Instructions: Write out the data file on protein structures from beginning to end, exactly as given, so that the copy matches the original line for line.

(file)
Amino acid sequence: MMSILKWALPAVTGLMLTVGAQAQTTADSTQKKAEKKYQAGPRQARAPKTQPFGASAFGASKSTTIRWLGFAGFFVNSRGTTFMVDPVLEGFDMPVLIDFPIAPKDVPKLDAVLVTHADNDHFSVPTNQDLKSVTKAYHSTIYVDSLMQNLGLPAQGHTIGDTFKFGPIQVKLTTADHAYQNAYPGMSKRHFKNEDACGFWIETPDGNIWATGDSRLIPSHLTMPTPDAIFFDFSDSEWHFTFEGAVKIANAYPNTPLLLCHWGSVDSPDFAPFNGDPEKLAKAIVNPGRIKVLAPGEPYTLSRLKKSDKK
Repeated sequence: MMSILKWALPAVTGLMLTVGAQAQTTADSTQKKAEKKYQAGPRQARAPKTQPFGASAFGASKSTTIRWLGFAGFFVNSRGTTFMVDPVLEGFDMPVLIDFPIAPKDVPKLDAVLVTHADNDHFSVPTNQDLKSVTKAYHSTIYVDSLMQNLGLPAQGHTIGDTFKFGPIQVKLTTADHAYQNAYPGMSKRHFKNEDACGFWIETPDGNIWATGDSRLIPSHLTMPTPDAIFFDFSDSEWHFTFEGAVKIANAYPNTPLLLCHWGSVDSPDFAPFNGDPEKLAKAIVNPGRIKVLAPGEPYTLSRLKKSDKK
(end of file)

Amino acid sequence: MMSILKWALPAVTGLMLTVGAQAQTTADSTQKKAEKKYQAGPRQARAPKTQPFGASAFGASKSTTIRWLGFAGFFVNSRGTTFMVDPVLEGFDMPVLIDFPIAPKDVPKLDAVLVTHADNDHFSVPTNQDLKSVTKAYHSTIYVDSLMQNLGLPAQGHTIGDTFKFGPIQVKLTTADHAYQNAYPGMSKRHFKNEDACGFWIETPDGNIWATGDSRLIPSHLTMPTPDAIFFDFSDSEWHFTFEGAVKIANAYPNTPLLLCHWGSVDSPDFAPFNGDPEKLAKAIVNPGRIKVLAPGEPYTLSRLKKSDKK
Repeated sequence: MMSILKWALPAVTGLMLTVGAQAQTTADSTQKKAEKKYQAGPRQARAPKTQPFGASAFGASKSTTIRWLGFAGFFVNSRGTTFMVDPVLEGFDMPVLIDFPIAPKDVPKLDAVLVTHADNDHFSVPTNQDLKSVTKAYHSTIYVDSLMQNLGLPAQGHTIGDTFKFGPIQVKLTTADHAYQNAYPGMSKRHFKNEDACGFWIETPDGNIWATGDSRLIPSHLTMPTPDAIFFDFSDSEWHFTFEGAVKIANAYPNTPLLLCHWGSVDSPDFAPFNGDPEKLAKAIVNPGRIKVLAPGEPYTLSRLKKSDKK